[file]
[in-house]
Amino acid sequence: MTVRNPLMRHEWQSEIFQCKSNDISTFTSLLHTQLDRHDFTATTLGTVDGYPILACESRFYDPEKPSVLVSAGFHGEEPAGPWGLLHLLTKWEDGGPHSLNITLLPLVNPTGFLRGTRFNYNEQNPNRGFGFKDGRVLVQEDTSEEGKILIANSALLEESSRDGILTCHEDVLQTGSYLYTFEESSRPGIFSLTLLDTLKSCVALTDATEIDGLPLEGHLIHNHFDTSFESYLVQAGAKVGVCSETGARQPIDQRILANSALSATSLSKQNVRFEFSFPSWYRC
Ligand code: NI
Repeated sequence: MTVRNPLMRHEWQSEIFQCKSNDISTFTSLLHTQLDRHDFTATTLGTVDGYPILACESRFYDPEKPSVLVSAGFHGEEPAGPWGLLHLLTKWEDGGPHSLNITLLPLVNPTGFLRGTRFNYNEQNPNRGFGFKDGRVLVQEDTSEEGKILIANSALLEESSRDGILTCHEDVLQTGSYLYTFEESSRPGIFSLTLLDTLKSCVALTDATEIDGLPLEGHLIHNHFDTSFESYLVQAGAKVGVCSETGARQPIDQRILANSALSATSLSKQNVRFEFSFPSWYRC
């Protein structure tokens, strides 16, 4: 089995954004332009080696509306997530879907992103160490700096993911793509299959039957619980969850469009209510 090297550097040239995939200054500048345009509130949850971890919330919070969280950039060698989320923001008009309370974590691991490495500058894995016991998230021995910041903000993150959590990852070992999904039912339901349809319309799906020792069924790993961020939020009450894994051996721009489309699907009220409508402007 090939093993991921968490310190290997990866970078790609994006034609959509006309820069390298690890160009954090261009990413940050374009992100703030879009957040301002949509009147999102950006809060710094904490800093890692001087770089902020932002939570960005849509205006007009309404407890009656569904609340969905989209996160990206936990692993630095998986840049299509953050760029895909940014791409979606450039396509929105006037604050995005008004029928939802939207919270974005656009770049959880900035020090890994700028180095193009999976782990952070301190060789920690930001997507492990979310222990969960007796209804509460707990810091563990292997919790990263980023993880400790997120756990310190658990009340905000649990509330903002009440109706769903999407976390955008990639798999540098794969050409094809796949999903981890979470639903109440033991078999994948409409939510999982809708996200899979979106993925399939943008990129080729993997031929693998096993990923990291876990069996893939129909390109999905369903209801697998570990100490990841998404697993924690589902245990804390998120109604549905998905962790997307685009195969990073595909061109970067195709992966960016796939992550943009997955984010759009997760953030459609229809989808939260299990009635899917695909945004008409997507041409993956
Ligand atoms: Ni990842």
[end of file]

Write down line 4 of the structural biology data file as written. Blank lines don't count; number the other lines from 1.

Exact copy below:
Repeated sequence: MTVRNPLMRHEWQSEIFQCKSNDISTFTSLLHTQLDRHDFTATTLGTVDGYPILACESRFYDPEKPSVLVSAGFHGEEPAGPWGLLHLLTKWEDGGPHSLNITLLPLVNPTGFLRGTRFNYNEQNPNRGFGFKDGRVLVQEDTSEEGKILIANSALLEESSRDGILTCHEDVLQTGSYLYTFEESSRPGIFSLTLLDTLKSCVALTDATEIDGLPLEGHLIHNHFDTSFESYLVQAGAKVGVCSETGARQPIDQRILANSALSATSLSKQNVRFEFSFPSWYRC